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Friday, 18 January, 2002, 18:00 GMT
Trial reignites Portugal abortion debate
By the BBC's Alison Roberts in Lisbon
The abortion trial in northern Portugal has reignited the debate on abortion reform in a country where tens of thousands of women have such operations each year.
Turnout was just 32%, despite campaigns for and against reform that involved many leading figures in Portuguese politics and society and dominated newspapers and airwaves for weeks.
In this deeply Catholic country, many observers saw the role of the Church as crucial in prompting many people to abstain who might otherwise have considered voting for what, in the wider European context, was a relatively modest reform.
Campaigners for reform express outrage at what they see as the hypocrisy of a situation where rich women can afford to fly to Britain for abortions, whereas the poor are forced to have them in illegal clinics, often in highly unsafe conditions.
Gynaecologists say that most women in hospital for life-threatening complications during pregnancy are there as the result of an illegal abortion.
The midwife, Maria do Ceu Ribeiro, who was sentenced to eight-and-a-half years, is alleged to have had a well-established business with a marketing network that involved taxi drivers and pharmacy workers.
In recent years, the number of legal abortions carried out each year in Portugal has been below 500, but estimates of the total number range from 20,000 to 100,000.
Many other women cross the border to Spain to have an abortion there.
Although the Spanish law is similar, it is interpreted less strictly where the mother's psychological health is concerned.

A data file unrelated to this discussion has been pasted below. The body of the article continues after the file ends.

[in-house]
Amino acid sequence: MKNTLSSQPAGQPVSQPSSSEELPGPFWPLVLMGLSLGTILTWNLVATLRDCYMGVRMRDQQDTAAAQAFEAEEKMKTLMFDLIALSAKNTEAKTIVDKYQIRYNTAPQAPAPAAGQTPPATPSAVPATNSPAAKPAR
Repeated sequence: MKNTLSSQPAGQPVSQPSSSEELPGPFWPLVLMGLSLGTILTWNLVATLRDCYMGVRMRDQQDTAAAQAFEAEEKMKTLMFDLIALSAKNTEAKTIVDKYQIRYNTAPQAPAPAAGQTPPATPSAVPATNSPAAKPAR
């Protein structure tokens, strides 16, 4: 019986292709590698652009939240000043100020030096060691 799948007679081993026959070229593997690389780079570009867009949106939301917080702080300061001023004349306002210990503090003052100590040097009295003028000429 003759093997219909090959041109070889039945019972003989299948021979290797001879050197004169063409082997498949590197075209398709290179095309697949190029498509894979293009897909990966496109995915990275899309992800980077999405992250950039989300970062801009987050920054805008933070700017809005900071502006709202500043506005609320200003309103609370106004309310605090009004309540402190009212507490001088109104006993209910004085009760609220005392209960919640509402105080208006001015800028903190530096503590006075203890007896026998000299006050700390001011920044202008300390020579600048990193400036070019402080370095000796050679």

"We've been waiting for reform for almost 30 years," said Helena Roseta, a deputy for the governing Socialists whose motion calling for a new abortion reform bill was rejected narrowly at the last party congress.
"It's a disgrace."
Under the dictatorship that lasted until the 1974 Revolution, Portugal's laws on social issues were among the most restrictive in Europe.
In 1982 came the first attempt, sponsored by the Communist Party, to remove the outright ban on abortion.
But it was only in 1984 that parliament approved a law drafted by Socialist Mário Soares.
For the first time it was legal for a woman to abort a pregnancy in the first 12 weeks in cases of rape or if doctors took the view that she would die or suffer serious physical or psychological harm if the pregnancy went ahead.
A decade later, another law was passed allowing for abortion up to 16 weeks in cases of severe foetal deformation.
That limit was increased to 24 weeks in 1997, while two proposals to legalise abortion - put forward separately by the ruling Socialists and the Communists - failed to get enough votes.
Pressure for change
Since one of the bills failed by just one vote, campaigners for reform kept up the pressure.
In February 1998, there were two more proposals. The Socialist-sponsored one, setting a less ambitious 10-week limit, was passed by 116 votes to 107.
Even as its sponsors celebrated, the leaders of the two largest parties, Prime Minister Antonio Guterres and Marcelo Rebelo de Sousa of the centre-right Social Democratic Party - both of whom had expressed their personal opposition to reform - did a deal.
They agreed to hold a referendum on the issue before parliament could give the bill its final reading.
As they foresaw, with such a controversial issue it was hard for those in favour of reform to argue against consulting the electorate, and many Socialist members who had backed reform accepted a referendum.
The campaign split the country, with the powerful Catholic Church lining up with the Social Democrats and the right-wing Popular Party on one side, and Portugal's tiny women's groups joining forces with the Communists on the other.
The Socialists were split, with Guterres conspicuously absent from the debate.
The way Socialist Party leaders acted on this issue was later seen as one of the reasons why the Left Block, a new grouping formed by three radical parties not previously represented in parliament, won two seats in the 1999 general election.
"People don't agree with the idea that women who have had abortions should be seen as criminals," said Left Block deputy Francisco Louçã.
"This reform is a part of a process of democratic modernisation that has happened across Europe, but which hasn't been completed in Portugal."
Socialist deputy Roseta makes the same point.
"It makes no sense for us to be part of Europe in all respects except this," she told a phone-in on Portuguese radio station TSF on the final day of the trial in Maia.
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